Following the sale by individual banks of packages of non-performing loans without collateral at very low prices, the time has come for the first serious effort of domestic, systemic banks to jointly handle non-performing business loans.
Greek private banks have made a commitment to the European Central Bank that mandates a 40 billion dollar reduction by 2019 of all manner of non-performing loans – housing, consumer, and business.
Of that, 23 billion euros will come from business loans, which means that the effective management of such loans is crucial for meeting targets.
The National Bank of Greece (ETE), Piraeus Bank, and Alpha Bank, with the blessings of the Single Supervisory mechanism for European Banks (SSM) have asked Oliver Wyman, a leading global management consulting firm, to find a manager, if not a buyer, for a package of non-performing loans, with the collateral of small-and-medium sized businesses, and a total nominal value of two billion euros. The loan amounts range from two to 50 million euros, with the aforementioned banks as creditors.
The above project, named Solar, was the brainchild of Spyros Papaspyrou, a former general director at Piraeus Bank.
The aim is for the manager of the loans to regain as many loans as possible out of that two billion. The manager will begin at a much lower prices, as banks have based their projections on the two billion sum.
If the manager is able to get back 200 million euros, he or she will receive a 20 percent commission fee.
The new manager will likely have a different modus operandi than Greek banks, which used collection agencies to inundate debtors with constant, annoying phone reminders, with few results.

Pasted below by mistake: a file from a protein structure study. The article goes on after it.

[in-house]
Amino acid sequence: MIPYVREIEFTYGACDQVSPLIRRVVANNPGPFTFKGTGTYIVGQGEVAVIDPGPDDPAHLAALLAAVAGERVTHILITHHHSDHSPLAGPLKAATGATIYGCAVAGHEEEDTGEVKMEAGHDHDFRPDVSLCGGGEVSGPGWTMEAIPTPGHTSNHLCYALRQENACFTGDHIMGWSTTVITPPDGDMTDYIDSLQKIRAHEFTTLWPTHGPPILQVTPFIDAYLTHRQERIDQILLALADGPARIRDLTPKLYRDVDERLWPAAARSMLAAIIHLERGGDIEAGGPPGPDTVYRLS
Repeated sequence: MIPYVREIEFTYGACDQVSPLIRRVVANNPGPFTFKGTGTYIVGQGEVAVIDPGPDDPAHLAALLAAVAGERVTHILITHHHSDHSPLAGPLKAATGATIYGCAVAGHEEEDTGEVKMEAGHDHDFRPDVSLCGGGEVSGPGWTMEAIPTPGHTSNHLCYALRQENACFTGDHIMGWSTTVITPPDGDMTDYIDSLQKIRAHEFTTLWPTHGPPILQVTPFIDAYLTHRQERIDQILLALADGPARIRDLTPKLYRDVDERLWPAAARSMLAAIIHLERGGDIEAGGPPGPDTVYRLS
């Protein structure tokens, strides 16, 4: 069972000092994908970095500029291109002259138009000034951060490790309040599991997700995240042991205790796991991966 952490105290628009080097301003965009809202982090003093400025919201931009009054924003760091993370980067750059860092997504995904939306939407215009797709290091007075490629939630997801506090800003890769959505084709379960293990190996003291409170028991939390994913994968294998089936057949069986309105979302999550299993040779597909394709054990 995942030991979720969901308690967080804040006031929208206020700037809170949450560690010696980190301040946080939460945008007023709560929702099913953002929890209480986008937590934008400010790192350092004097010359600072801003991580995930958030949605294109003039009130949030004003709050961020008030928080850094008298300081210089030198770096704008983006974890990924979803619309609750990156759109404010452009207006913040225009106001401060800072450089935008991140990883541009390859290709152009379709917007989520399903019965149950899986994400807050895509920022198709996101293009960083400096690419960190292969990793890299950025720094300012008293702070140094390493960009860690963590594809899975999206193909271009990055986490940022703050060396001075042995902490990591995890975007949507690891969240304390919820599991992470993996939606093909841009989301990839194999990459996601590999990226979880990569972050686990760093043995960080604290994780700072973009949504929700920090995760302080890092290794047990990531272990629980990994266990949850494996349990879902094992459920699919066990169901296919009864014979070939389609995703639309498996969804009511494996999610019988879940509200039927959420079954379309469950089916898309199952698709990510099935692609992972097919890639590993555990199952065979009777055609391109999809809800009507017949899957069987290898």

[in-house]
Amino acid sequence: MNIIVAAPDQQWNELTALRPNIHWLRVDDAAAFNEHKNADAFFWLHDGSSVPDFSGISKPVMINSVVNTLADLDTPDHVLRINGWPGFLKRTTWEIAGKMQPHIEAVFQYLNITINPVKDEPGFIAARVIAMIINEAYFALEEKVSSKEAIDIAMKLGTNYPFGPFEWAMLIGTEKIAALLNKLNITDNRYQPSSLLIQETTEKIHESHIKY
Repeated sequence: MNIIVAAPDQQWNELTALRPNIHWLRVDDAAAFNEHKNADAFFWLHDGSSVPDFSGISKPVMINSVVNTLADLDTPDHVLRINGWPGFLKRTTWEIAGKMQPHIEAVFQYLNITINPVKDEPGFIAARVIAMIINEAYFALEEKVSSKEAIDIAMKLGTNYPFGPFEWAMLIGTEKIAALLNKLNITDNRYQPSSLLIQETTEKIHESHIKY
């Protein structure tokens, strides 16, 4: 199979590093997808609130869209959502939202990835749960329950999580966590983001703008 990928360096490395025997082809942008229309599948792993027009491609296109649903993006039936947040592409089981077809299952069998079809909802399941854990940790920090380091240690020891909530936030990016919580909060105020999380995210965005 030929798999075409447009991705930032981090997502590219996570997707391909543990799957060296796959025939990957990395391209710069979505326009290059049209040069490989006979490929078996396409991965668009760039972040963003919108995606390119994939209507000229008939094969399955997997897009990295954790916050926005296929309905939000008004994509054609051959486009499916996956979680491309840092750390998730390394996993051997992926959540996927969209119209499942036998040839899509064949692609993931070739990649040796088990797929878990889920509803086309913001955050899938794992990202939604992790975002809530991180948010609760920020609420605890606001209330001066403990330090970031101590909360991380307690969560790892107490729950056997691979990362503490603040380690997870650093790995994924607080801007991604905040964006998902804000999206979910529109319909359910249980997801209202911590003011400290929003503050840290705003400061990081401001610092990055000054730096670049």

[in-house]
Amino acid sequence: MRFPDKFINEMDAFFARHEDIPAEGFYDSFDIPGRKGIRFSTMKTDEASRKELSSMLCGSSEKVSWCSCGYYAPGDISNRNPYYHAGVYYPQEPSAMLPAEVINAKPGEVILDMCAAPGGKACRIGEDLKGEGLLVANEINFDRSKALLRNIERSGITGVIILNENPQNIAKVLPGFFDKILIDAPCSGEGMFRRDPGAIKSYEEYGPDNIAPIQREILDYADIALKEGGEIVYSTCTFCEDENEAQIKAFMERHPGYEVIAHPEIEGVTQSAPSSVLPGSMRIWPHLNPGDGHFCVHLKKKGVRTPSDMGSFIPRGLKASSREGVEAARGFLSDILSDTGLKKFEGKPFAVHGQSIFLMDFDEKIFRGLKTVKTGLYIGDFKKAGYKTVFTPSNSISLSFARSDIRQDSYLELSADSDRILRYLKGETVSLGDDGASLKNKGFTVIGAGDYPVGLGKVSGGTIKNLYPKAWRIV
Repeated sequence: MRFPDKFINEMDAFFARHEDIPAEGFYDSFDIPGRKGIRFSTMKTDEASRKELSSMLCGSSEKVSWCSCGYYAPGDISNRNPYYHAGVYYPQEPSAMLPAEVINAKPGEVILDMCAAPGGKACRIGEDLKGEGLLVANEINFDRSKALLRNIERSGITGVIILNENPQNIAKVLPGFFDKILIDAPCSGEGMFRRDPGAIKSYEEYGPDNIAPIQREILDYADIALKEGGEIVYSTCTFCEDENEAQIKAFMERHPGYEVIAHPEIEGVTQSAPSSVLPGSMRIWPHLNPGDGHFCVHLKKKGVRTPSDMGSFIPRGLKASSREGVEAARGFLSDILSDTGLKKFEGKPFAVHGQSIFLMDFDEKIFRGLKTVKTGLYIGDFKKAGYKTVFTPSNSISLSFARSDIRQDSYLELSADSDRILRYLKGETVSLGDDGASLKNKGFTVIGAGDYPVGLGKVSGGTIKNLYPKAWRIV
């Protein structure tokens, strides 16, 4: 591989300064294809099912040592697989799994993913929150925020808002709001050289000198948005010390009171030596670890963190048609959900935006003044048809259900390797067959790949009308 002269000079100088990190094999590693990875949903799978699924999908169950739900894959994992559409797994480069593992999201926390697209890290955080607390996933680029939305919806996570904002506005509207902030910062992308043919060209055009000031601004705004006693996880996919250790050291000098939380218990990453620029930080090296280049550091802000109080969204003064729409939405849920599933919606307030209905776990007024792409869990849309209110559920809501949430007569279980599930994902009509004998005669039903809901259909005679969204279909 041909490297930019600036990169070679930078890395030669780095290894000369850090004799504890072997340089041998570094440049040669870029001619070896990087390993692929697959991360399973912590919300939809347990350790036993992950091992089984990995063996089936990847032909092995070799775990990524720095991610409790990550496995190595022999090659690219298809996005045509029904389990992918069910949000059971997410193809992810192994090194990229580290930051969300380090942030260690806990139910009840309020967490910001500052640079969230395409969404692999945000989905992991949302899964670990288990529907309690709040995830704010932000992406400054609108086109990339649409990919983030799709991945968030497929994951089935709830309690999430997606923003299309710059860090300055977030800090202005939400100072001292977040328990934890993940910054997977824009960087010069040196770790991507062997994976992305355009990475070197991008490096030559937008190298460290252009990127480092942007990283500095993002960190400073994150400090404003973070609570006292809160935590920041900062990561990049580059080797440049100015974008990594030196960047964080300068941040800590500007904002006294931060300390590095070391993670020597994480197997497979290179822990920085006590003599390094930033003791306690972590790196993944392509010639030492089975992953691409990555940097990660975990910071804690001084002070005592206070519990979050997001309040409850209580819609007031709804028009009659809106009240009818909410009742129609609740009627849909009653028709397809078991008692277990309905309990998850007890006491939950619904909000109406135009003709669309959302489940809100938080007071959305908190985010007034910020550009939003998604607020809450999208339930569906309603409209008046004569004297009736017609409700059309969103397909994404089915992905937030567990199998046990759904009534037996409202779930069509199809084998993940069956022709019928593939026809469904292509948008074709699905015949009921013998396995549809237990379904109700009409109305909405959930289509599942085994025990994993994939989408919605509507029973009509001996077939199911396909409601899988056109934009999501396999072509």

It is expected that the new managers will be more aggressive, but also offer more solutions to businessmen who choose to cooperate.
They will employee legal offices, supervisors to monitor property auctions, and engineers to valuate the loan collateral.
Separating the wheat from the chaff
In the second phase, bad loans will be divided into categories. These include businesses without revenues and with no chance of repaying, which will face immediate liquidation of their collateral, and secondly, businesses which have a demand for their product but lack the necessary cash flow to fund their own sales.
In the latter case, the manager can provide the necessary capital for a new start, which Greek banks are not in a position to do.
A third category is businessmen who will pay off a part of their loan with their personal assets and assets of the business, and the manager will in turn offer a loan write-down so that the remaining amount can be serviceable with company revenues.
Each employee of the managers will be assigned about 20 loans, and will be remunerated with the same amount that they would receive from the banks. But they will also receive bonuses for amounts they were able to retrieve from bad loans.
There are six firms that have submitted their proposals to Oliver Wyman. These are: doBank (a subsidiary of Fortress), Cerved, Altamira, APS, Mount Street, and Reviva Capital.
Meanwhile, online property auctions are scheduled to commence on 29 November, following a government pledge to protect notaries from violent protests that have until now forced the cancellation of many on-site property auctions at courthouses.